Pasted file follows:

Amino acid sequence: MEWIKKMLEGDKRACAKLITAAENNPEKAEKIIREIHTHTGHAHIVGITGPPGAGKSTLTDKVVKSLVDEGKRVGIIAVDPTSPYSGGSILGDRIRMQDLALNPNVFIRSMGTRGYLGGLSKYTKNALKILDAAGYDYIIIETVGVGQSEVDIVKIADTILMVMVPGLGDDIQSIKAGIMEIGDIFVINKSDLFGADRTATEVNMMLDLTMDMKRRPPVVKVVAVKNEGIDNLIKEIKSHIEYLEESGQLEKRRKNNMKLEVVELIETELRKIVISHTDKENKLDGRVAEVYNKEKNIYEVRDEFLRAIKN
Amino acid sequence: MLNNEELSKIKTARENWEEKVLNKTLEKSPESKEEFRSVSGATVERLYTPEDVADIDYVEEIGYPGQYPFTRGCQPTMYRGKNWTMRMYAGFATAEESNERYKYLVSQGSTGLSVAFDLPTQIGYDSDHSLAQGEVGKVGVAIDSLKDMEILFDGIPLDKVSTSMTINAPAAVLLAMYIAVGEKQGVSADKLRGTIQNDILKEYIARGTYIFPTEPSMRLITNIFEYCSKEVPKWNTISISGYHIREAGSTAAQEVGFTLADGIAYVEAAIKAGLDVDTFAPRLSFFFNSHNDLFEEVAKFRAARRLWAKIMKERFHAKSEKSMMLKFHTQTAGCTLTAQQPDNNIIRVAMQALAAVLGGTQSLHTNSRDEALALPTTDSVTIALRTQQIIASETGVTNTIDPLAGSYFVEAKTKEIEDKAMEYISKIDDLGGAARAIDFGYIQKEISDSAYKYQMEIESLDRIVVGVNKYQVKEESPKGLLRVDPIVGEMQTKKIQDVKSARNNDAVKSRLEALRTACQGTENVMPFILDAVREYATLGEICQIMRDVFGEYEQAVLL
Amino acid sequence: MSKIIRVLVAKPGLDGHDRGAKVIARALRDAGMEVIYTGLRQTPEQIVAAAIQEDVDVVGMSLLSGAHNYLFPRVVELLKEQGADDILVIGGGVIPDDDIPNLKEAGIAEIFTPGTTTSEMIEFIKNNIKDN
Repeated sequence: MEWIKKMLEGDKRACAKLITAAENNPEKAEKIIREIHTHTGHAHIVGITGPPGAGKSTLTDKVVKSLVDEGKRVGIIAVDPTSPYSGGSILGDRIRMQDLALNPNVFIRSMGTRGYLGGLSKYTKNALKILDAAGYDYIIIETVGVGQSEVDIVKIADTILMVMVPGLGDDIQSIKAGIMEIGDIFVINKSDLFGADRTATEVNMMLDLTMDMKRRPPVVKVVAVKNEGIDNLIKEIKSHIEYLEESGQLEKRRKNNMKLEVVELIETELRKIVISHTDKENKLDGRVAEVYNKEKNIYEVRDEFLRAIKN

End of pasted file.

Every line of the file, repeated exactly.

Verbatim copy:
Amino acid sequence: MEWIKKMLEGDKRACAKLITAAENNPEKAEKIIREIHTHTGHAHIVGITGPPGAGKSTLTDKVVKSLVDEGKRVGIIAVDPTSPYSGGSILGDRIRMQDLALNPNVFIRSMGTRGYLGGLSKYTKNALKILDAAGYDYIIIETVGVGQSEVDIVKIADTILMVMVPGLGDDIQSIKAGIMEIGDIFVINKSDLFGADRTATEVNMMLDLTMDMKRRPPVVKVVAVKNEGIDNLIKEIKSHIEYLEESGQLEKRRKNNMKLEVVELIETELRKIVISHTDKENKLDGRVAEVYNKEKNIYEVRDEFLRAIKN
Amino acid sequence: MLNNEELSKIKTARENWEEKVLNKTLEKSPESKEEFRSVSGATVERLYTPEDVADIDYVEEIGYPGQYPFTRGCQPTMYRGKNWTMRMYAGFATAEESNERYKYLVSQGSTGLSVAFDLPTQIGYDSDHSLAQGEVGKVGVAIDSLKDMEILFDGIPLDKVSTSMTINAPAAVLLAMYIAVGEKQGVSADKLRGTIQNDILKEYIARGTYIFPTEPSMRLITNIFEYCSKEVPKWNTISISGYHIREAGSTAAQEVGFTLADGIAYVEAAIKAGLDVDTFAPRLSFFFNSHNDLFEEVAKFRAARRLWAKIMKERFHAKSEKSMMLKFHTQTAGCTLTAQQPDNNIIRVAMQALAAVLGGTQSLHTNSRDEALALPTTDSVTIALRTQQIIASETGVTNTIDPLAGSYFVEAKTKEIEDKAMEYISKIDDLGGAARAIDFGYIQKEISDSAYKYQMEIESLDRIVVGVNKYQVKEESPKGLLRVDPIVGEMQTKKIQDVKSARNNDAVKSRLEALRTACQGTENVMPFILDAVREYATLGEICQIMRDVFGEYEQAVLL
Amino acid sequence: MSKIIRVLVAKPGLDGHDRGAKVIARALRDAGMEVIYTGLRQTPEQIVAAAIQEDVDVVGMSLLSGAHNYLFPRVVELLKEQGADDILVIGGGVIPDDDIPNLKEAGIAEIFTPGTTTSEMIEFIKNNIKDN
Repeated sequence: MEWIKKMLEGDKRACAKLITAAENNPEKAEKIIREIHTHTGHAHIVGITGPPGAGKSTLTDKVVKSLVDEGKRVGIIAVDPTSPYSGGSILGDRIRMQDLALNPNVFIRSMGTRGYLGGLSKYTKNALKILDAAGYDYIIIETVGVGQSEVDIVKIADTILMVMVPGLGDDIQSIKAGIMEIGDIFVINKSDLFGADRTATEVNMMLDLTMDMKRRPPVVKVVAVKNEGIDNLIKEIKSHIEYLEESGQLEKRRKNNMKLEVVELIETELRKIVISHTDKENKLDGRVAEVYNKEKNIYEVRDEFLRAIKN